“CLIENT DEVICE” in this context refers to any machine that interfaces to a communications network to obtain resources from one or more server systems or other client devices. A client device may be, but is not limited to, a mobile phone, desktop computer, laptop, portable digital assistants (PDAs), smart phones, tablets, ultra-books, netbooks, laptops, multi-processor systems, microprocessor-based or programmable consumer electronics, game consoles, set-top boxes, or any other communication device that a user may use to access a network.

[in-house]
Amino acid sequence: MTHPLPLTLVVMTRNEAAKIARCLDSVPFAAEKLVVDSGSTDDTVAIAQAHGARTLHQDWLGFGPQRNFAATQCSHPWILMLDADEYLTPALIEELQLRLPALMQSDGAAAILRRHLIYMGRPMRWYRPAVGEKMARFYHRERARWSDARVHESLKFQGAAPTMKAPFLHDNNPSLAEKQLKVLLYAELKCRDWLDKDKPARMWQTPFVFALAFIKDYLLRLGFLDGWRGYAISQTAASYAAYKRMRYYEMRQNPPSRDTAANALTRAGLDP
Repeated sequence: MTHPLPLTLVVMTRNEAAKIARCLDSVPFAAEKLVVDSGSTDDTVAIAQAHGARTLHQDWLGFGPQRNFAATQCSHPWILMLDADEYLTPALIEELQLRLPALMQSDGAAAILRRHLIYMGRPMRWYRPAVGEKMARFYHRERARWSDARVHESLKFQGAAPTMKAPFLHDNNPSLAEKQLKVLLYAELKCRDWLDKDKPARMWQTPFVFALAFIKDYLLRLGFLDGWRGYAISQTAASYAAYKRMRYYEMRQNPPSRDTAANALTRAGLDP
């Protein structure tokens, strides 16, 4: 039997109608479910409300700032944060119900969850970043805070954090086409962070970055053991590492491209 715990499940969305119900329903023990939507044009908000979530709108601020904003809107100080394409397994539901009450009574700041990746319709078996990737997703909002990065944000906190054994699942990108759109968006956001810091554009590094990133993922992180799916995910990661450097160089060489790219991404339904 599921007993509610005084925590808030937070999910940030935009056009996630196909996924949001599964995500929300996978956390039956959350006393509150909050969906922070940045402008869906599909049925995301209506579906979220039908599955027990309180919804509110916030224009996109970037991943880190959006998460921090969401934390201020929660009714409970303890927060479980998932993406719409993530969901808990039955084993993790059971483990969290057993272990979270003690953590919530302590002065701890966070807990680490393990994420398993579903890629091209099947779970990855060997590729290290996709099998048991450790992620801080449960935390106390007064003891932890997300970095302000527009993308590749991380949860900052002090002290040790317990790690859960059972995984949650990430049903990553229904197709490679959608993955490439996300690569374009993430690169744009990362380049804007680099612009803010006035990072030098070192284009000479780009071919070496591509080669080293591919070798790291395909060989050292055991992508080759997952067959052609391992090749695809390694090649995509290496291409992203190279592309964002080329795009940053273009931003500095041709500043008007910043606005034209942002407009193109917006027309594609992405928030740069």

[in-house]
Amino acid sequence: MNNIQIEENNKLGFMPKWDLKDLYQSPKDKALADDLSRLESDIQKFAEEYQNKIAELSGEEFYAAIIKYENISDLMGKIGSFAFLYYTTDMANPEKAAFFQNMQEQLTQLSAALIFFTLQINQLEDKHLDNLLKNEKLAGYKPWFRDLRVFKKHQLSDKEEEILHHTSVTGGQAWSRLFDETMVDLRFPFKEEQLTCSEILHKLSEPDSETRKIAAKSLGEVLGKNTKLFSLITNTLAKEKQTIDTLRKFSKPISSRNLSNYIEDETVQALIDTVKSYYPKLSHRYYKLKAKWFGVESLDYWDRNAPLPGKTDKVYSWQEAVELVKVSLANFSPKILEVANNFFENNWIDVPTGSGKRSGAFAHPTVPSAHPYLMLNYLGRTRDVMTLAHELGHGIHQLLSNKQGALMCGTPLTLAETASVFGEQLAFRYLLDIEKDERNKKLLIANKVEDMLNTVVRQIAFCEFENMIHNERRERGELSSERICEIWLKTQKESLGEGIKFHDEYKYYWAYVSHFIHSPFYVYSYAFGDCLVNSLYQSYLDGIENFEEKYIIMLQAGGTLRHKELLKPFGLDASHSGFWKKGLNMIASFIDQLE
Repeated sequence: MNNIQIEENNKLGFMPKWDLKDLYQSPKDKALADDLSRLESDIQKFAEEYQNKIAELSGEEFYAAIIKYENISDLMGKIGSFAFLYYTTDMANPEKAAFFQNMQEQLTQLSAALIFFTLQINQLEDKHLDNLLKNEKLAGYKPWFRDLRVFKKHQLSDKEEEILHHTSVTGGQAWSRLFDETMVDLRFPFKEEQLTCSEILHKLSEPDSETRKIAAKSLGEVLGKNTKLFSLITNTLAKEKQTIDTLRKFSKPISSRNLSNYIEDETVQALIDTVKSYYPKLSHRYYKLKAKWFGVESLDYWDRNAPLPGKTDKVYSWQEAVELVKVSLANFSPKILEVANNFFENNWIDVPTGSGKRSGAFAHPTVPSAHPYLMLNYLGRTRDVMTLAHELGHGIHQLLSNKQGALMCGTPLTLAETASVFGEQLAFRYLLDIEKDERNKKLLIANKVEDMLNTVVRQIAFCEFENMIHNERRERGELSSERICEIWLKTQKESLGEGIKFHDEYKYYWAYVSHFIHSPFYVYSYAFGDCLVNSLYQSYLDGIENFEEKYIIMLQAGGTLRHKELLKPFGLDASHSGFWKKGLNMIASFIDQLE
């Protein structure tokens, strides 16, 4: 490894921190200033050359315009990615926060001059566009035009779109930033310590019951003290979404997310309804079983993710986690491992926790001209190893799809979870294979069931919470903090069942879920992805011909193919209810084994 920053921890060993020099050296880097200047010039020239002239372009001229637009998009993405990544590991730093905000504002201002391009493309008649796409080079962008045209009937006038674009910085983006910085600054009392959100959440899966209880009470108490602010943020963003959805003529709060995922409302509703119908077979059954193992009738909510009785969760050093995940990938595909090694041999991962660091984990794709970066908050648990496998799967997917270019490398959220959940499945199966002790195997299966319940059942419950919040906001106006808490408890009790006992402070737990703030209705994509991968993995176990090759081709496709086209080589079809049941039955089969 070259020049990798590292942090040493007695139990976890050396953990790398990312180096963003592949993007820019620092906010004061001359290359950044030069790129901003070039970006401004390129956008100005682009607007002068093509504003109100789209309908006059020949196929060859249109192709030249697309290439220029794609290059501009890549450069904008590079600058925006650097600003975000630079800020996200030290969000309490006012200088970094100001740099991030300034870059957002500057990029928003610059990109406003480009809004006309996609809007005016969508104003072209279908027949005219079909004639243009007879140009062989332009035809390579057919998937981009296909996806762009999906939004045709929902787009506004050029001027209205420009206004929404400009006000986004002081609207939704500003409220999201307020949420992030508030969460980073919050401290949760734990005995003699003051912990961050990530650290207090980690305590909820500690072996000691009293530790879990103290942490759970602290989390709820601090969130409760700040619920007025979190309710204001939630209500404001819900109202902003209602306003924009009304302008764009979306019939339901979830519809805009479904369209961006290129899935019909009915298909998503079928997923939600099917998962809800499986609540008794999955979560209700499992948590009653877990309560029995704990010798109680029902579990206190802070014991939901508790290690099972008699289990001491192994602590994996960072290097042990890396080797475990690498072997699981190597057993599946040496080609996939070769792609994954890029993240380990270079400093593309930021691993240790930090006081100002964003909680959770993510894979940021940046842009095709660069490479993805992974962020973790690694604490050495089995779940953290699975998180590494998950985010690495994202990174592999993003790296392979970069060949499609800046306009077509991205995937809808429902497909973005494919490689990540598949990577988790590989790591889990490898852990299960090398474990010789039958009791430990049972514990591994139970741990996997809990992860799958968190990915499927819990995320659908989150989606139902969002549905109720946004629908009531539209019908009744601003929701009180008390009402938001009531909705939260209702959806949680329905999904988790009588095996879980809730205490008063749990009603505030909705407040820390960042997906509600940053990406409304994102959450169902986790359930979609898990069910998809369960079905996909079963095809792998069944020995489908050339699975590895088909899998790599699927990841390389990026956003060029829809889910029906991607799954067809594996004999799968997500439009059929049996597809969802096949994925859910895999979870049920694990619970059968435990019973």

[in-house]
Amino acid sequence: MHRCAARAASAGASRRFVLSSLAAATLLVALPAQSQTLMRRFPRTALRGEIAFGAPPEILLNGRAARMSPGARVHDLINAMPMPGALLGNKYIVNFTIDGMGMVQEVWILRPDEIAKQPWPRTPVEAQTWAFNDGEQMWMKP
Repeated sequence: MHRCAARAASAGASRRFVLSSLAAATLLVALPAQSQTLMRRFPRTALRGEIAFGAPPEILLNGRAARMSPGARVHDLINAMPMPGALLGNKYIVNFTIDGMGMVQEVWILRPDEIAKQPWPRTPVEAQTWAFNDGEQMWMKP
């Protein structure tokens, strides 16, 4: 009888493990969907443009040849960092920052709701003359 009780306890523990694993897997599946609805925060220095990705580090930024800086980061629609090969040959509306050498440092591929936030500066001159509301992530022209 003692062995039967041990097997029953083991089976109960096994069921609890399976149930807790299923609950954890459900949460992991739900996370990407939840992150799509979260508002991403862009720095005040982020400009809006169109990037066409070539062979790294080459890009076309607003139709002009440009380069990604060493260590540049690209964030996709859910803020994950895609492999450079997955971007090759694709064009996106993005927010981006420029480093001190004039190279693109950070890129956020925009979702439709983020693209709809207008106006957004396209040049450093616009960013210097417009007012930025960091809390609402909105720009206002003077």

“COMMUNICATIONS NETWORK” in this context refers to one or more portions of a network that may be an ad hoc network, an intranet, an extranet, a virtual private network (VPN), a local area network (LAN), a wireless LAN (WLAN), a wide area network (WAN), a wireless WAN (WWAN), a metropolitan area network (MAN), the Internet, a portion of the Internet, a portion of the Public Switched Telephone Network (PSTN), a plain old telephone service (POTS) network, a cellular telephone network, a wireless network, a Wi-Fi® network, another type of network, or a combination of two or more such networks. For example, a network or a portion of a network may include a wireless or cellular network and the coupling may be a Code Division Multiple Access (CDMA) connection, a Global System for Mobile communications (GSM) connection, or other type of cellular or wireless coupling. In this example, the coupling may implement any of a variety of types of data transfer technology, such as Single Carrier Radio Transmission Technology (1×RTT), Evolution-Data Optimized (EVDO) technology, General Packet Radio Service (GPRS) technology, Enhanced Data rates for GSM Evolution (EDGE) technology, third Generation Partnership Project (3GPP) including 3G, fourth generation wireless (4G) networks, Universal Mobile Telecommunications System (UMTS), High Speed Packet Access (HSPA), Worldwide Interoperability for Microwave Access (WiMAX), Long Term Evolution (LTE) standard, others defined by various standard setting organizations, other long range protocols, or other data transfer technology.